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Metro Pulse Yayayayayaya

With her novel Divine Secrets of the Ya-Ya Sisterhood, author Rebecca Wells has inadvertently inspired a cozy cult.

By Tracy Jones

OCTOBER 6, 1997:  Some authors inspire distant admiration; others, a kind of quiet devotion. Certain books spur intellectual discussion, while others turn the talk in more emotional directions. But out of all the reactions a writer can conjure out of a reader, it's safe to say that no one but Rebecca Wells has ever made a group of respectable grown women swill from the communal Bloody Mary bowl while giving each other divine initiation names and shouting "yayayayayaya" into the phone.

Wells, a Louisiana native who has lived outside the South since she left her hometown at 18, will be at Davis-Kidd on October 6 reading from and signing copies of Divine Secrets of the Ya-Ya Sisterhood (HarperPerennial). There to welcome her, in T-shirts especially designed for the occasion, will be Knoxville's own Ya-Ya club, organized by Davis-Kidd staff member Florence McNabb and her friend Carol Wallen.

The club, as well as the upcoming appearance, came about because Wells was touring to promote the paperback release of Divine Secrets—but Knoxville wasn't on her itinerary. After Davis-Kidd tried and failed to talk Wells' publicist into sending her here, the publicist asked whether Knoxville had a Ya-Ya club. Though nothing formal, it seems that in other cities women had been banding together in groups after reading the book. The bookstore told the publicist, regrettably, that there was no Ya-Ya club. McNabb says she and Wallen, who was in the store that day, immediately said, "Well, we have a club now."

They organized a get-together at Wallen's house, recruiting four other devoted readers into the club. In the book is a scene where the women, swearing everlasting friendship, swap blood from pricked fingers and take sacred second names. They took initiation names, but mindful of public health concerns, McNabb says, they filled a bowl with Bloody Mary mix and stuck straws in it. "Instead of swapping blood, we all took sips of Bloody Marys."

In the middle of their initiation rite, the women tracked down Wells' phone number. "I left her a message telling her who we were and what we were doing, and that we just wanted to let her know," says McNabb. "She called us back, but we were out on the patio getting initiated, and we didn't hear the phone ring." The next day, Wells' publisher called the store: Thanks to the Ya-Ya crew, Knoxville had Rebecca Wells.

"The phone call from Knoxville was one of the most wonderful I've ever received," says Wells. "You can hear all these women in the background shouting "yayayaya" into the phone. [McNabb] says, 'We just wanted you to know that we read the book and it changed our lives and everything.' My husband and I played it about five times, and then we taped it off the answering machine. We just thought it was wonderful."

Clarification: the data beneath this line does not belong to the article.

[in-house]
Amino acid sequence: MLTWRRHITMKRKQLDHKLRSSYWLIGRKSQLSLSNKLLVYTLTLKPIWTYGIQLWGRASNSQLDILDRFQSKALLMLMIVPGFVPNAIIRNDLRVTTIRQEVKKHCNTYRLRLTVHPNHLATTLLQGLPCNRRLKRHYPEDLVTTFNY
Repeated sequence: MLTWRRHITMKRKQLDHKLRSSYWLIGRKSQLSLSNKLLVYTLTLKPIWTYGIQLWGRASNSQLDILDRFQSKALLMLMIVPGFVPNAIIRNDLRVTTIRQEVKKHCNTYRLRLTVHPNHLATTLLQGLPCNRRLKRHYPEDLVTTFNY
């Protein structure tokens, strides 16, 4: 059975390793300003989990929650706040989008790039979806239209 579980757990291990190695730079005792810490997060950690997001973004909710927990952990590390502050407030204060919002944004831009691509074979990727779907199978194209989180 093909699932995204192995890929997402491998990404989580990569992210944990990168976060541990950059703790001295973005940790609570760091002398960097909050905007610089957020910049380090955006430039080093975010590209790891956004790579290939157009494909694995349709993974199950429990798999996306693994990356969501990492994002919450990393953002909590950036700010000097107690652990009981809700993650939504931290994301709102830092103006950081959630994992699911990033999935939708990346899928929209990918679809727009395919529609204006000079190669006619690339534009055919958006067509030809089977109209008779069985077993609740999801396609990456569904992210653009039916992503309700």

Although the Knoxville phone call stands out, Wells has gotten used to readers seeking her out since the publication of Divine Secrets last year. Her first novel, Little Altars Everywhere, had already become a sort of cult classic. Readers—especially women—loved the Walkers of Thornton, Louisiana, especially clever and sensitive young Siddalee Walker and her mother, the gorgeous Vivi. When the sequel, Divine Secrets, opens, an offhand remark of Siddalee's has led to Vivi's being labeled "a tap-dancing child abuser" by the New York Times. Vivi cuts off Siddalee, and it is left to Vivi's girlhood friends, the Ya-Yas, to open up the secrets of their lives together.

"Everybody who's read it would just pass it on," says McNabb of the book. "There's something about that book that's conducive to getting together and talking about it. I haven't been this affected by a novel in a long, long time."

To be able to affect people in such a visceral, emotional way has been the greatest reward for author Wells. An actress-turned-playwright before she became a novelist, Wells is accustomed to trying to channel and capture the emotions of others, but the way an author does that, she has discovered, is quite different from the way an actor does.

"When you're on stage, if you sweat enough, you're going to fling it out on the front rows," Wells says. "I love that relationship, but I also love the intimacy that can develop between a writer and reader. It's intimate in a different way."

It's a stereotype that playwrights, because of their training, will produce novels that are long on stretches of dialogue, skimpy on description and setting. It's a stereotype that Wells, the author of the award-winning plays Splittin' Hairs and Gloria Duplex, completely belies. Her novels, especially Divine Secrets, are filled with powerful descriptive narrative. Is it unusual for someone with her background to be able to capture a scene so thoroughly? Not at all, she says. That's what actors do.